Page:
by Reuben Sokol, The Toronto Observer, www.torontoobserver.ca
Opponents of a proposed wind farm off the Scarborough Bluffs have adopted the old Bob Dylan folk classic, with their own spin, as a rallying cry: ‘the answer is not blowing in the wind.’
About 150 residents from the Guildwood area gathered Thursday evening to map out a strategy against the province’s plan to install wind turbines about two kilometres south of the bluffs, in Lake Ontario.
Under the banner of Toronto Wind Action, the group held a forum called ‘Finally the Truth About Turbines’ at Sir Wilfred Laurier Collegiate.
Lawrence Solomon, executive director at the Energy Probe Research Foundation, told the forum that contrary to the position of the United Nations, there is no threat of global warming from fossil fuels and therefore no need for wind energy.
“There is now no shortage of energy … There is limitless natural gas … and there will be no shortage of oil in our lifetime – most of the world is unexplored,” Solomon said. “Carbon dioxide is a natural part of our biosphere.”
Dr. Robert McMurtry, a professor or surgery at the University of Western Ontario, warned that new rules for locating wind projects should be drawn up and that large windmills should be kept a minimum of two kilometres from residential areas.
He pointed to anecdotal evidence of wind projects disrupting peoples’ health and sleeping patterns.
David Grey Eagle Sanford, a member of the Mohawk tribe who speaks for TWA, said that while evidence of wind power’s effects on human health was unclear, its effect on the health of animals was well known.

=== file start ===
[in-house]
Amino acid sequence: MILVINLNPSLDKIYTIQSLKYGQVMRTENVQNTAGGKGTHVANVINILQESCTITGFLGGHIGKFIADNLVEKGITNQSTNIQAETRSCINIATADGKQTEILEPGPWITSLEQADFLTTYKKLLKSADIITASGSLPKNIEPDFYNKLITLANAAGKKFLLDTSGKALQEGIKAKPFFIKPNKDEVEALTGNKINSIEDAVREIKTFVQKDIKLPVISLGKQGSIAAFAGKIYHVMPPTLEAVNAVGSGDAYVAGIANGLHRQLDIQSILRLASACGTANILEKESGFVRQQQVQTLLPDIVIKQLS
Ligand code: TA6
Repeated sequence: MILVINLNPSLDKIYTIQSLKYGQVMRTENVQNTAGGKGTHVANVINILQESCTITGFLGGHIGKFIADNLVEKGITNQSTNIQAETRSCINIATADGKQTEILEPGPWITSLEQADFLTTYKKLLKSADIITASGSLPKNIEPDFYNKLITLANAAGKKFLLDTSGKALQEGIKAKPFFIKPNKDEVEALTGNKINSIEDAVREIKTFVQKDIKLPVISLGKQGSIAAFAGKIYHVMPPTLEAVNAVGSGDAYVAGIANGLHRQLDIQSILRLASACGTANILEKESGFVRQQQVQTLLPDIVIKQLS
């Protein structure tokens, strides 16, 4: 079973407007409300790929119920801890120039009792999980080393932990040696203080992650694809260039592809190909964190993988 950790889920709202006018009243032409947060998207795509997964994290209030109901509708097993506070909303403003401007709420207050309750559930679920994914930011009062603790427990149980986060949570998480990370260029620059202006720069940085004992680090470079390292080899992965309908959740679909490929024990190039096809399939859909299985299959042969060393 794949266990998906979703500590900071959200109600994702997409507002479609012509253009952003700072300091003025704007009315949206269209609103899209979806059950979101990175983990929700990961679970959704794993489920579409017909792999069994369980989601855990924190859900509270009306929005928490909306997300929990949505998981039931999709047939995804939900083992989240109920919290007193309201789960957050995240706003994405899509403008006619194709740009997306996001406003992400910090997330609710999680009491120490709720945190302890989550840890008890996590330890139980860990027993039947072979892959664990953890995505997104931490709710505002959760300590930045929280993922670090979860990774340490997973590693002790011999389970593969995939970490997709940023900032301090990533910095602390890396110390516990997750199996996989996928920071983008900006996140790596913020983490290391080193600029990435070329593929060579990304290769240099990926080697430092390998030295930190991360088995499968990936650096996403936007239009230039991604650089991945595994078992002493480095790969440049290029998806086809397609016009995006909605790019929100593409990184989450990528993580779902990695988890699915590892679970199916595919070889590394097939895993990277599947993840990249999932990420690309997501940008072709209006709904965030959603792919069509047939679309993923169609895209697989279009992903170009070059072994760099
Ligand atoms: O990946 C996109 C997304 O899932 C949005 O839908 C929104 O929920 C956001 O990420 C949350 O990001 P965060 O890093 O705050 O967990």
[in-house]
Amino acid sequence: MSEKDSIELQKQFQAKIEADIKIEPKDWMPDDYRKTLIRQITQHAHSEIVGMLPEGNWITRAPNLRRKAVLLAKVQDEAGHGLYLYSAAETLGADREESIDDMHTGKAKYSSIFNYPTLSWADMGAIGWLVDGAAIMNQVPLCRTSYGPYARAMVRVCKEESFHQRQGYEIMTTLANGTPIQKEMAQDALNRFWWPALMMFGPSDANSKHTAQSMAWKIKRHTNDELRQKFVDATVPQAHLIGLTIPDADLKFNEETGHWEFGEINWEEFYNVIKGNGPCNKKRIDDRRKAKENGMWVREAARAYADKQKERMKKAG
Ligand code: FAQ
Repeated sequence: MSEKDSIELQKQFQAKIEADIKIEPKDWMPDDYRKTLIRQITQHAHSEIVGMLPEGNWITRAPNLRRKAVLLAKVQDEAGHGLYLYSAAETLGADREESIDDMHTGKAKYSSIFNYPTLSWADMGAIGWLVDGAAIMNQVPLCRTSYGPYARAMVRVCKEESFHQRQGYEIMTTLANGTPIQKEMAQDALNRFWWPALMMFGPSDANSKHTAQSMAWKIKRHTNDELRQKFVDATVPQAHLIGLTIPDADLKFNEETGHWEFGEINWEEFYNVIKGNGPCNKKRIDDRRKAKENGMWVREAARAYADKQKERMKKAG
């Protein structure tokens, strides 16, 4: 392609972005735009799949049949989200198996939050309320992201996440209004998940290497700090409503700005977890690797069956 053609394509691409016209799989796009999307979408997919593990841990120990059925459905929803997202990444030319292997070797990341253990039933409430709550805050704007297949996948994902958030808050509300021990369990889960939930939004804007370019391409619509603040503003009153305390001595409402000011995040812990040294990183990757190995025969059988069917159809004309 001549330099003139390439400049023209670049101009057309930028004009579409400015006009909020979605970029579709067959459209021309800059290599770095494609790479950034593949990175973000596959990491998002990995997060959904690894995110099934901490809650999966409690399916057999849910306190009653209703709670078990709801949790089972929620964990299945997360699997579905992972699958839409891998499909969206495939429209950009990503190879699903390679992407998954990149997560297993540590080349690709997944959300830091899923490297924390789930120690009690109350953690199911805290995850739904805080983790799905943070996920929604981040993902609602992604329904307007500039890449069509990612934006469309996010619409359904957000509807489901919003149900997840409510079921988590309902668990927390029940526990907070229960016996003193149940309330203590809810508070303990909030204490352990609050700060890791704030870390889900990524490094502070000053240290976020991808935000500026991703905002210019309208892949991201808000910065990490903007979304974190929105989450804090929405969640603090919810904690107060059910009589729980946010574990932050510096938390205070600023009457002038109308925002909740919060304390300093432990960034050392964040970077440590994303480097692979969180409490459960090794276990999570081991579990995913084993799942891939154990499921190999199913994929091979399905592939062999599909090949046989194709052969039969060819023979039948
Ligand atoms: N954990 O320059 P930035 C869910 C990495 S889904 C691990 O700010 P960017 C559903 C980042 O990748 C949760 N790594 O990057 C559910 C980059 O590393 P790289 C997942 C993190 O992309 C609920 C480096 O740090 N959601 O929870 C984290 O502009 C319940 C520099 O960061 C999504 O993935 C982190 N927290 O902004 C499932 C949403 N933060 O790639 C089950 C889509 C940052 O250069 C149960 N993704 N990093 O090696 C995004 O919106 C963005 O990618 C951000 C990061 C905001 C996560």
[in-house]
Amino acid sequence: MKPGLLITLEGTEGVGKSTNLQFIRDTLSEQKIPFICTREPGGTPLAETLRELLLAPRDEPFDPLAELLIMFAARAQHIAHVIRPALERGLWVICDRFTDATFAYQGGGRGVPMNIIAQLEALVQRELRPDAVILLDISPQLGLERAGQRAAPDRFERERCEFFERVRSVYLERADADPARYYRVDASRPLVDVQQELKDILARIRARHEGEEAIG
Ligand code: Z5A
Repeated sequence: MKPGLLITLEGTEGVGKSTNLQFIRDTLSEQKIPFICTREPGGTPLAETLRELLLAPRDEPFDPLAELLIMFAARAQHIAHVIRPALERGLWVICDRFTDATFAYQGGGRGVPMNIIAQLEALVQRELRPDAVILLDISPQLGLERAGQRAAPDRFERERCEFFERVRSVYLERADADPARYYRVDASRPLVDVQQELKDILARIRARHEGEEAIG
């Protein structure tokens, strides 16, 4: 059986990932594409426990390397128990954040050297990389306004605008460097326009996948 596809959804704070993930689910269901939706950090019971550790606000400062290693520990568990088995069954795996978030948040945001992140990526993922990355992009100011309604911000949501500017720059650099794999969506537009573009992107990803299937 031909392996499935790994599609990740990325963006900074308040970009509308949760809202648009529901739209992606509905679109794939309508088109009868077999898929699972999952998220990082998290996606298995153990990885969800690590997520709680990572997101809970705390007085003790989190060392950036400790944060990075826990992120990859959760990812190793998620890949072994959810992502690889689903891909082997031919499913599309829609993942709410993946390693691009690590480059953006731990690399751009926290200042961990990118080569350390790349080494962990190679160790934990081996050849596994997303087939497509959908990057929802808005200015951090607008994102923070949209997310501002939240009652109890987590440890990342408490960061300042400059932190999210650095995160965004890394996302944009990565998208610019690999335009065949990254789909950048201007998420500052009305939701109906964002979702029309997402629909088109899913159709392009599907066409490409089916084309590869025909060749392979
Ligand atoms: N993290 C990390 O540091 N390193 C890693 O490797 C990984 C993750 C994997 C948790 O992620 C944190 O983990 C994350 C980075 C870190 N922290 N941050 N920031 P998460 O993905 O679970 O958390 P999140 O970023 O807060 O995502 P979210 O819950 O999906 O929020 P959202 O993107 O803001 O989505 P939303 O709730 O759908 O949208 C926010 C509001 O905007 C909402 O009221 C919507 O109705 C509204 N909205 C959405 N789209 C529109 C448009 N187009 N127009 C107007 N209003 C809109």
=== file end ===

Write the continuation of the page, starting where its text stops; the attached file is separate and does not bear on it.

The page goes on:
“I am a carrier of sacred eagle feathers,” Sanford said. “Hundreds of eagles are killed or disturbed by windmills.”
Sanford conceded that the eagle population has increased over the past 20 years in Ontario due to its protection as an endangered species, but to him every eagle is sacred.
“As one of my elders told me, ‘the eagle is the wind’,” Sanford said.
He then spoke of a dream told to him many years ago by his grandmother: “In the future, they are going to sell you the wind.”
Judy Lipp, the executive director of the Toronto Renewable Energy Co-operative (TREC), which developed a 299 foot windmill in Toronto by Exhibition Place, spoke to the Toronto Observer before the TWA event.
TREC supports wind energy in Toronto. She said that concern over global climate change justified the need for sustainable energy sources such as wind power; there are no easy choices, she said.
“The impact of a large power plant is much bigger in terms of its footprint on the landscape and we can’t quickly return the land to its original state,” Lipp added.
She added that the large windmill in downtown Toronto, has not led to any complaints from local residents since it was built eight years ago.
“If you stand under it, you cannot hear anything except the Gardiner Expressway … In an urban environment, ambient noise far overshadows the noise that wind turbines make,” Lipp said.